The new official poster of the 70th Venice Film Festival< Back
Created by Simone Massi, it celebrates the cinema of Angelopoulos and Fellini
07 | 05 | 2013
The cinema of Theo Angelopoulos and of Federico Fellini is celebrated in the image chosen for the new official poster of the 70th Venice International Film Festival, directed by Alberto Barbera and organized by the Biennale di Venezia, chaired by Paolo Baratta, which will be held at the Lido from August 28 to September 7, 2013.
Created by Simone Massi – the animator, director and illustrator of the Festival’s opening sequence – the image recalls a frame from the film by Theo Angelopoulos, Eternity and a Day (1998), starring Bruno Ganz. A man seen from behind waves his arms at a boat which, in the distance, is carrying a child and a rhinoceros. A tongue-in-cheek reference to last year’s poster (which was inspired by Federico Fellini’s 1983 film, And the Ship Sails On), the poster marks both continuity and a break with the past. It also invites viewers to look beyond, to roam using their imagination.
Once again, the coordinated visual identity and image of the Venice Film Festival have been entrusted to Milan's Studio Graph.X, based on the drawings by Simone Massi.
Simone Massi, who received a David di Donatello in 2012 for Best Short Film, created the opening sequence which preceded the official screenings at the Venice Film Festival last year. The 30-second sequence, created from 300 hand-made drawings, cites Fellini, Angelopoulos, Wenders, Olmi, Tarkovsky and Dovzhenko. Massi designed the opening sequence with the contribution of Fabrizio Tassi. The soundtrack was written and performed by Francesca Badalini, while the sound design was by Stefano Sasso. Julia Gromskaya was behind the camera, with Lola Capote-Ortiz in charge of post-production.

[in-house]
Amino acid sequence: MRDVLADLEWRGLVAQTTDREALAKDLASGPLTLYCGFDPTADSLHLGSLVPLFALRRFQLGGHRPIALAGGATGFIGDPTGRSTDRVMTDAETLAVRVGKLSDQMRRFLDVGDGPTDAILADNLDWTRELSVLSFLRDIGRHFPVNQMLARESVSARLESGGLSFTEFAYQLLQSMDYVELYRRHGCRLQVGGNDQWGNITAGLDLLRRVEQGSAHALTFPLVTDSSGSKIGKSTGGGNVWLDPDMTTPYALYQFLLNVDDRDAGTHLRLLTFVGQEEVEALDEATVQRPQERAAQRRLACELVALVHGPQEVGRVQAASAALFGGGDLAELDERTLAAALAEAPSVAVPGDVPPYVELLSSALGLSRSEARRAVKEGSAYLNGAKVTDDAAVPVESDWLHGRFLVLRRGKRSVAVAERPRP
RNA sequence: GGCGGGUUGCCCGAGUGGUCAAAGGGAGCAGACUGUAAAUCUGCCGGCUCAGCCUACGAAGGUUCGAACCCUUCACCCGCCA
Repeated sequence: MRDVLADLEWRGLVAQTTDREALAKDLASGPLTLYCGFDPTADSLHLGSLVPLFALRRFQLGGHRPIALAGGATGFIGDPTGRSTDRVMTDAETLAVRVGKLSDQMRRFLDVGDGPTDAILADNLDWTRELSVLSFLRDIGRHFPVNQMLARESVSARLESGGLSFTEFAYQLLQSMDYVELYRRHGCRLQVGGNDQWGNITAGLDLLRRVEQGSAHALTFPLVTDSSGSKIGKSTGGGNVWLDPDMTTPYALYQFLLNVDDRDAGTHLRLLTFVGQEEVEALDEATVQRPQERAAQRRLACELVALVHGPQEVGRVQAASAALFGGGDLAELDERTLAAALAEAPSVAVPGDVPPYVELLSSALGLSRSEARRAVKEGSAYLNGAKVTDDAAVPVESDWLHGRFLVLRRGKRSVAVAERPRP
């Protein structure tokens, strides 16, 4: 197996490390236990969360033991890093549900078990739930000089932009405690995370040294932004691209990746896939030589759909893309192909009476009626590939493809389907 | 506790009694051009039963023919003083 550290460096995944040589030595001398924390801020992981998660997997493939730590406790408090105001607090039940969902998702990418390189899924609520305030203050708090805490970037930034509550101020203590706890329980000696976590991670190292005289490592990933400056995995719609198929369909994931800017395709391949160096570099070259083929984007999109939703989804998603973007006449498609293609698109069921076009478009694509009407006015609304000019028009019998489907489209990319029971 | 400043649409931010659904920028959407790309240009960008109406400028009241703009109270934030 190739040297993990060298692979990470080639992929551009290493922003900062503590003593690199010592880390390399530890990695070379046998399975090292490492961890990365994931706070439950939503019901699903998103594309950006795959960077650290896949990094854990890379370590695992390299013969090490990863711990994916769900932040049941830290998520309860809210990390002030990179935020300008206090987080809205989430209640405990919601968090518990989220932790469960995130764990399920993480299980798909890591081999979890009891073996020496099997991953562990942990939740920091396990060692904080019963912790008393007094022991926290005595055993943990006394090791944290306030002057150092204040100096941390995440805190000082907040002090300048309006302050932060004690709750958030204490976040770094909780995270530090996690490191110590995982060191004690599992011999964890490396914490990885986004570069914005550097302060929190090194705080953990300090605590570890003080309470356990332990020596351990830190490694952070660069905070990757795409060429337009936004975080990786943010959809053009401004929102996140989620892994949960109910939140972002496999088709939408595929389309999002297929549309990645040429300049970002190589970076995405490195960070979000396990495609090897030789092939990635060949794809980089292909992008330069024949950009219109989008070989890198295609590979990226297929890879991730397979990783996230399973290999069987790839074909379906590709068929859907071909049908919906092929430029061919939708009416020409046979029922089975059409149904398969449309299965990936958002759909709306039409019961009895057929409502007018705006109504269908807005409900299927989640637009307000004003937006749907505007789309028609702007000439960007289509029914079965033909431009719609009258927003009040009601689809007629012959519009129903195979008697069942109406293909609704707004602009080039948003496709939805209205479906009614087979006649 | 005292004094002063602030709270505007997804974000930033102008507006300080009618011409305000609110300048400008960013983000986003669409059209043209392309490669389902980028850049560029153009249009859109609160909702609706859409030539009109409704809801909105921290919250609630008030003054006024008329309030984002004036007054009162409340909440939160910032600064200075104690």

Massi, who was born in Pergola in 1970, is one of the last masters of stop motion animation and has won over 200 awards at the major film festivals, in Italy and abroad. He is also widely considered one of the most important authors of animated short films. An independent animator, he studied film animation at the Urbino School of Art. Over the course of 15 years, he has created and made (by himself and completely by hand) fifteen animated films which have been shown in 54 countries and which were screened at the 69th Venice Film Festival in 2012, along with an unreleased film, Animo resistente. Massi does not use a computer in his work; he draws everything by hand on paper, using pencils, charcoal, coloured chalk, pastels, graphite, and India ink. The “scratch” technique he has adopted in his most recent works – which permits a maximum of 6-7 drawings to be completed in a day, working nonstop from morning to night – means that an 8-minute film can take up to two and a half years of work.